Telephones and Cows
The other day I received an email from someone from the Ukraine inviting me to a September spiritual event there. He promised me that it would be colossal. It was proposed I contribute to the entertainment. He had read my itinerary for the trekking days ahead. I was to be in Paris then London. “The flight from England will be easy to access to the Ukraine.” I had to reveal the sad news that I don’t plan a trip to Europe at all. I’ll be busy in Paris and London in Canada that is. In fact, within two days I’ll walk from Paris to London in Ontario.
Well, what about Paris, Ontario? Alexander Graham Bell made the first phone call from Paris to Branford in 1876. That is something disputed by some Boston historians. In any event, the building still stands where this historic event took place. Now just look at all the i-Phones used today. Do we give credit where it’s due every time we make a call?
Devotees from Guelph came to give company for 10 Km. Jaya Gopal, Vyasacharya, and their daughters Krishna and Vaidehi experienced that distance of gravel under their feet. At that time, Larry, a local member of the Cayuga Clan with the Iroquois tribe walked with us for a good stretch. Larry is definitely a spiritualist. He is also a member of AA and kicked the habit of smokes and drinks years ago. We talked “spiritual” for a long time. When I mentioned the expression, ‘aham brahmasmi” that I am spirit, it resonated so well with him.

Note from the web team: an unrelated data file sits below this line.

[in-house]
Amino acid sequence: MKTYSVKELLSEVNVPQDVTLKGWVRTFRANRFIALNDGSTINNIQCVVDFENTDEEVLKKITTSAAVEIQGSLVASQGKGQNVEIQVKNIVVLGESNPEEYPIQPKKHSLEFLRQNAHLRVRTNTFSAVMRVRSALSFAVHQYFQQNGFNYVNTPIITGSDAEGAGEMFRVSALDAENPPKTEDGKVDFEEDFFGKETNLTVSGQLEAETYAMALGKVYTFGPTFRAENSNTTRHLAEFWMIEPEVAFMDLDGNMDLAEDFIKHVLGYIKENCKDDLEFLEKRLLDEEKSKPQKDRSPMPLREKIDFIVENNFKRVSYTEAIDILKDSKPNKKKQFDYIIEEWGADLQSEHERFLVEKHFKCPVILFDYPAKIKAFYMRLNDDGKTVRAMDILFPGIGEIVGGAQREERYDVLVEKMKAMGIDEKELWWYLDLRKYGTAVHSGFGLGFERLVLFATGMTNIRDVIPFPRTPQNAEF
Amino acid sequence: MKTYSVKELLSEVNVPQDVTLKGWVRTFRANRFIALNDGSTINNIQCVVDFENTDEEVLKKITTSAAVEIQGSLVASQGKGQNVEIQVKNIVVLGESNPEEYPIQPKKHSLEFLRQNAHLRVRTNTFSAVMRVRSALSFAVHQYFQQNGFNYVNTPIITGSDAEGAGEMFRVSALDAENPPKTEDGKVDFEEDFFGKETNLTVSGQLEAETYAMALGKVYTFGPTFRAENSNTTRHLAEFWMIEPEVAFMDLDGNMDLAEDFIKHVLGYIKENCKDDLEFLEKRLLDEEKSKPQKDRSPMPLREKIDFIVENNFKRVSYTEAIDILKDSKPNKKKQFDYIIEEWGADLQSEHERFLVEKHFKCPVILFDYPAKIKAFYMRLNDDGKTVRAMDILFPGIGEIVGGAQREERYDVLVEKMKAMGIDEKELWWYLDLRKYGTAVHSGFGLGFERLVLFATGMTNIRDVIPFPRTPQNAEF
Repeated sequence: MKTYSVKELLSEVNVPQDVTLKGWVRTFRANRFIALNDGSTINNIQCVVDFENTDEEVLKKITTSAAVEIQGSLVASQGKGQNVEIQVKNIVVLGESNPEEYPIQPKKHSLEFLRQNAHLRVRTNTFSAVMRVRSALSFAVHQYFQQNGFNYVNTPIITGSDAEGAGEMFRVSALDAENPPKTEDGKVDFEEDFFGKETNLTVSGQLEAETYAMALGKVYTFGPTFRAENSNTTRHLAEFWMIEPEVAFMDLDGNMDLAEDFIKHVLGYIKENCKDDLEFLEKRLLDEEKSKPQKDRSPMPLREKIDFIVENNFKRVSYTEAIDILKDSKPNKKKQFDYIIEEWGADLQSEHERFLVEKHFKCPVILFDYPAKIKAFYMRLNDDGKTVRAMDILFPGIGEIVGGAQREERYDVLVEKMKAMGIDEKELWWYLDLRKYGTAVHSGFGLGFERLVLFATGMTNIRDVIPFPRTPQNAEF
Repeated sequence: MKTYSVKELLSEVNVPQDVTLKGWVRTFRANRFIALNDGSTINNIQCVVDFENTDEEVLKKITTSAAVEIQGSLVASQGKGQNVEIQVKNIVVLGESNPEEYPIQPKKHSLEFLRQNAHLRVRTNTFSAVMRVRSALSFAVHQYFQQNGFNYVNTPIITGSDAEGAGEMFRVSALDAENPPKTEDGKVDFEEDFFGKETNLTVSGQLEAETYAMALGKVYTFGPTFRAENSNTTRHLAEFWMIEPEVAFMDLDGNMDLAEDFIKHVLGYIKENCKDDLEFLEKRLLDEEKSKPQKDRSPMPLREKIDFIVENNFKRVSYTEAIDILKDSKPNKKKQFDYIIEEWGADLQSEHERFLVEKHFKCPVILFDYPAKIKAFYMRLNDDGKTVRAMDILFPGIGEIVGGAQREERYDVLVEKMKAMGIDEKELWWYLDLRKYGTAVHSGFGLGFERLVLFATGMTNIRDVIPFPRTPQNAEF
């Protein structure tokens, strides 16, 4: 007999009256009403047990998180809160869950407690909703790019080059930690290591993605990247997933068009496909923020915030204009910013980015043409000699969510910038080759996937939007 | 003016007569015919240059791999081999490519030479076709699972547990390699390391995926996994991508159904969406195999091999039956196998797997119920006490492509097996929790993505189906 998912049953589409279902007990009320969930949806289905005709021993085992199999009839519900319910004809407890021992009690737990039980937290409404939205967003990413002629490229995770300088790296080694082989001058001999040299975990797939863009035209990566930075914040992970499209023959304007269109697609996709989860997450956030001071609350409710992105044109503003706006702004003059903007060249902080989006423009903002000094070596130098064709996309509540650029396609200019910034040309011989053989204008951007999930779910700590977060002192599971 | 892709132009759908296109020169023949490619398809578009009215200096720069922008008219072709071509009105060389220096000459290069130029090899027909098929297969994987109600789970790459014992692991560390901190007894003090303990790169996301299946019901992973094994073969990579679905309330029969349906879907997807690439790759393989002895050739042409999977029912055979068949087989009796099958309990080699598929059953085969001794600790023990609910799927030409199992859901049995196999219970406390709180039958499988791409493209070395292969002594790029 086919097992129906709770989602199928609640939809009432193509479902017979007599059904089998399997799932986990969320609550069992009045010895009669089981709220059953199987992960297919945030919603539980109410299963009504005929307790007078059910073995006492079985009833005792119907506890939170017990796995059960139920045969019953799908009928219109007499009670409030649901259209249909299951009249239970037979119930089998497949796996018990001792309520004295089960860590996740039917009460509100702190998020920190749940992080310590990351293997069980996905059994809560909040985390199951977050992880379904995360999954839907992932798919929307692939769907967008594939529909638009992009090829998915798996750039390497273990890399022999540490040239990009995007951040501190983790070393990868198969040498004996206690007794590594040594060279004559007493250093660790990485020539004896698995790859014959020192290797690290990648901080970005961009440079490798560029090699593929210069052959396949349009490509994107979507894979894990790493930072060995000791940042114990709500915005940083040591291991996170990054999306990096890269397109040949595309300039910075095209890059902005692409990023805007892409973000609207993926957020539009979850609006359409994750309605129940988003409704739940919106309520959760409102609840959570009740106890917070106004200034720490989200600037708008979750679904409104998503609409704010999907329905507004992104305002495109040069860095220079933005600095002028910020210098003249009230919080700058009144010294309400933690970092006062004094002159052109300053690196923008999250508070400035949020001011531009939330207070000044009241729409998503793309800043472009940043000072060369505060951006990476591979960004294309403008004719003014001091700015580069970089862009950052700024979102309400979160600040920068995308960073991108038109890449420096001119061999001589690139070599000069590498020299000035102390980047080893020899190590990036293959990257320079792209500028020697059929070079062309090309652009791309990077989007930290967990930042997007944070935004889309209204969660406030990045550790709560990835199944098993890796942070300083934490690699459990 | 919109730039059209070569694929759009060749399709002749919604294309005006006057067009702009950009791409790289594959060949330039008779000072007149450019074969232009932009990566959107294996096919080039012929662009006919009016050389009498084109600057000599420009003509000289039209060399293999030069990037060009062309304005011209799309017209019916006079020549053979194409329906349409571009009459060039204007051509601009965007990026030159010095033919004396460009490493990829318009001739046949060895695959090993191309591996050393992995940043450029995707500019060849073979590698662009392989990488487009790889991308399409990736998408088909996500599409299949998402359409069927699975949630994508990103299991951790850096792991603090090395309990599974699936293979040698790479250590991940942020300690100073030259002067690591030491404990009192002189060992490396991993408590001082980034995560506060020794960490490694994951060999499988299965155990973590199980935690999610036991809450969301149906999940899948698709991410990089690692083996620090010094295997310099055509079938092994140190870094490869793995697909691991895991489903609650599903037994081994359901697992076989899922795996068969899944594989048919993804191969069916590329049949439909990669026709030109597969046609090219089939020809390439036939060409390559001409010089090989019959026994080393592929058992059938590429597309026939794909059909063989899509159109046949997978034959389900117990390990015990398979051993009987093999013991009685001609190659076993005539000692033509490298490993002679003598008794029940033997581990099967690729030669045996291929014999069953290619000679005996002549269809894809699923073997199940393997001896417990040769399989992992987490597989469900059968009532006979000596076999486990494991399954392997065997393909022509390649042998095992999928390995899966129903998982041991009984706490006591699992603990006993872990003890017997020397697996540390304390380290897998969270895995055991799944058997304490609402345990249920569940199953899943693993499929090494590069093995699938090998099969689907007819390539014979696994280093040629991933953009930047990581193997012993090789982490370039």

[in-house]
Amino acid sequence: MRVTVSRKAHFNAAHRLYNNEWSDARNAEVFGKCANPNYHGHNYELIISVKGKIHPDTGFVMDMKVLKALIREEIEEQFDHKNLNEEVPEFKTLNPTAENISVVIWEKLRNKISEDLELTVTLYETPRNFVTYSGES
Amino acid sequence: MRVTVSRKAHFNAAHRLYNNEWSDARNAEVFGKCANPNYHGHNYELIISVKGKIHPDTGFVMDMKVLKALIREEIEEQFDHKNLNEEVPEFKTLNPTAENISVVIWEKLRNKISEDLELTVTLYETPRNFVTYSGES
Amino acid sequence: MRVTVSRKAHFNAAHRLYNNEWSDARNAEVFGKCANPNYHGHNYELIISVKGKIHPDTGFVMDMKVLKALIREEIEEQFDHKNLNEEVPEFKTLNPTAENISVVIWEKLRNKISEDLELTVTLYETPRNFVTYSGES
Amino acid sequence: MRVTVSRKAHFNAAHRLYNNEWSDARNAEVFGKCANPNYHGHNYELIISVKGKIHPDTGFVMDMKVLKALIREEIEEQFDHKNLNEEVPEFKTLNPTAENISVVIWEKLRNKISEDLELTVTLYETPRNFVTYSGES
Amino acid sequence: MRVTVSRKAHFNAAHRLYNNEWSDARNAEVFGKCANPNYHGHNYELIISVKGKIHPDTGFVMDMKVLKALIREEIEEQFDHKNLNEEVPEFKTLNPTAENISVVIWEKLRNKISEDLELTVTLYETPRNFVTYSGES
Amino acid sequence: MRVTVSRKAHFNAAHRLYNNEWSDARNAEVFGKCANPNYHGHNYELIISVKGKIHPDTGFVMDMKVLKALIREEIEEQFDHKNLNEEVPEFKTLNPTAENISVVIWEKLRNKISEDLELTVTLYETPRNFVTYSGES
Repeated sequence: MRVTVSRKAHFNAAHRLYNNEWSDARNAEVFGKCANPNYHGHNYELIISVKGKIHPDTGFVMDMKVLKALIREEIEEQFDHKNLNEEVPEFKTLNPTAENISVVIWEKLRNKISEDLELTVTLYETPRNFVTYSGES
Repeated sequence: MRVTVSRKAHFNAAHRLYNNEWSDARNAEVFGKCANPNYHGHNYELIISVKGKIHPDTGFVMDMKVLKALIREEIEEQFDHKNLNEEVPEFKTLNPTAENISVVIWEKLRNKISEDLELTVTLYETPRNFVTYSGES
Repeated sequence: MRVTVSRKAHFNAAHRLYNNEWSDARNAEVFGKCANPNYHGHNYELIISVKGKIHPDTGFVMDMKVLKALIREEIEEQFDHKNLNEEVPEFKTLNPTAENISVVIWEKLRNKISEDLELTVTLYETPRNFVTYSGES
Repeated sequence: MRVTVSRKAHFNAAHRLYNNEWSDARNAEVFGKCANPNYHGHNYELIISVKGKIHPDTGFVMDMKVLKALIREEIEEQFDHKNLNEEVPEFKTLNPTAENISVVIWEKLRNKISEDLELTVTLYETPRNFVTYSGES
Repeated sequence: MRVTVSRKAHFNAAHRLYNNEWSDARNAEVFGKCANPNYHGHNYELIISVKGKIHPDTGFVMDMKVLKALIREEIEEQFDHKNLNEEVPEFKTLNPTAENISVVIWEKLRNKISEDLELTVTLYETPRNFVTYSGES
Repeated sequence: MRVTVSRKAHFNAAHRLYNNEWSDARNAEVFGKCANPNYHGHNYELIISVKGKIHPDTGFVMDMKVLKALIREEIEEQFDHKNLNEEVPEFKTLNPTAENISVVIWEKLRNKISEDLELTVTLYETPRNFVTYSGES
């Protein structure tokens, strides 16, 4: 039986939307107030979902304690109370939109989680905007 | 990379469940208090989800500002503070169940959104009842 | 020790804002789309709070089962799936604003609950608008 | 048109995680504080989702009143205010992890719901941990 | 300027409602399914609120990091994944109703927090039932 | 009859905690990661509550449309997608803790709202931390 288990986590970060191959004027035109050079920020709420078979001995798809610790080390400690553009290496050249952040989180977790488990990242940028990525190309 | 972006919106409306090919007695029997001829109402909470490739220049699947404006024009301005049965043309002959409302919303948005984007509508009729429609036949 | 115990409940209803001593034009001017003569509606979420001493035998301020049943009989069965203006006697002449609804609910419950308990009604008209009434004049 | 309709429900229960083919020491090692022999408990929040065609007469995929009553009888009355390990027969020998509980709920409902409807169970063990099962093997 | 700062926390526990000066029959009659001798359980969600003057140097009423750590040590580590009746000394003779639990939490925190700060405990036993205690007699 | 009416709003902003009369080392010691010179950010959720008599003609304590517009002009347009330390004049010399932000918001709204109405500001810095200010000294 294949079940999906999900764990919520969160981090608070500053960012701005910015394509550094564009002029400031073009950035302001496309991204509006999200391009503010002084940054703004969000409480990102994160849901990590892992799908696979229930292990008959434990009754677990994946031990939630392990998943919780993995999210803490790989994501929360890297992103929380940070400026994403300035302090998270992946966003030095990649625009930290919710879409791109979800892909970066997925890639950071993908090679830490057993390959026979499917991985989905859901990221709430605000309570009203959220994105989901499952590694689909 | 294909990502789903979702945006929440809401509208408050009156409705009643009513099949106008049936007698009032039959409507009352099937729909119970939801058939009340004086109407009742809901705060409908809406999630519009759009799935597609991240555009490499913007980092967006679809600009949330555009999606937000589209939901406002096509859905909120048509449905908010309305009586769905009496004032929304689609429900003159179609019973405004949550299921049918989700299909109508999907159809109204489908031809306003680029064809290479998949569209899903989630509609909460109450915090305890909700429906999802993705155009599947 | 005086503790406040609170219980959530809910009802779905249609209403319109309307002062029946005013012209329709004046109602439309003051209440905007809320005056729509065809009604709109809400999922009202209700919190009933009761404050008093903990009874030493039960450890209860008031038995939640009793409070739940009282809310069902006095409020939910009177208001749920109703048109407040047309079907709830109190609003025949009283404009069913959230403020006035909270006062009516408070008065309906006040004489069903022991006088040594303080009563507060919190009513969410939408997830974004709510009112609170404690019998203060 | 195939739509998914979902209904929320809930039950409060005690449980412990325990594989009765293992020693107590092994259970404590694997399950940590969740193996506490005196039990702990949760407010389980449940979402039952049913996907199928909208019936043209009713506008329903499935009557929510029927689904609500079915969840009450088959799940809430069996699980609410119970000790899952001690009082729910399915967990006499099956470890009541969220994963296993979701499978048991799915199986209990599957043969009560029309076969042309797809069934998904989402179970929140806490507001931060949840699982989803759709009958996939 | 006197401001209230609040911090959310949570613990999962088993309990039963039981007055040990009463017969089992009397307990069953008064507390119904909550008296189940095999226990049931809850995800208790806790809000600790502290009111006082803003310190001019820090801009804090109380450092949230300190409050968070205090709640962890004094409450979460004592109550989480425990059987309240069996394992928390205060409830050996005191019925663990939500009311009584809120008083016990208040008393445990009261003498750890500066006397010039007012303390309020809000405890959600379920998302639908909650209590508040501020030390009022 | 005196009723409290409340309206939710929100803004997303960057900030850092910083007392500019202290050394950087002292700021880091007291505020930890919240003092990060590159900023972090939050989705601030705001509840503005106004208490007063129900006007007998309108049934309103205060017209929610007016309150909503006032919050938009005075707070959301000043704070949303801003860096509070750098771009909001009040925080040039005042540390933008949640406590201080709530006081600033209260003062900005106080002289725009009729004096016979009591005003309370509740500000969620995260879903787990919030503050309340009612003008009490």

Ring ring, ring ring, goes Daruka’s cell phone. Media! Media! Daruka and I spent the afternoon with news media interested in the story of The Walking Monk – the Paris Star, The Brant News, The Woodstock Sentinel and the Burlington Post.
The Guelph group had a great time, they departed saying, “We’ll never forget this.” The walking experience for them was unique.
When I reached Woodstock, a common name for a town, there was an effigy of a Holstein that made the record for lacto-production. At 9,062 lbs of butterfat, and milk amounting to 270505 lbs, you are looking at a generous donation for Canadian records. The sacred cow’s name was Snow Countess. Her claim to championship, however, got bumped by another cow from Quebec. Awww! That’s too bad. Nevertheless, she did some great service and some elders here remember the gal.
I hate to report that across the road from the statue of Snow Countess is a McDonalds restaurant. The chain eatery does irk vegetarians like myself. What can be said, some of us do not take kindly to the slaughter of animals. There are better ways to sustain yourself then by killing our mother, the cow, and our father, the bull.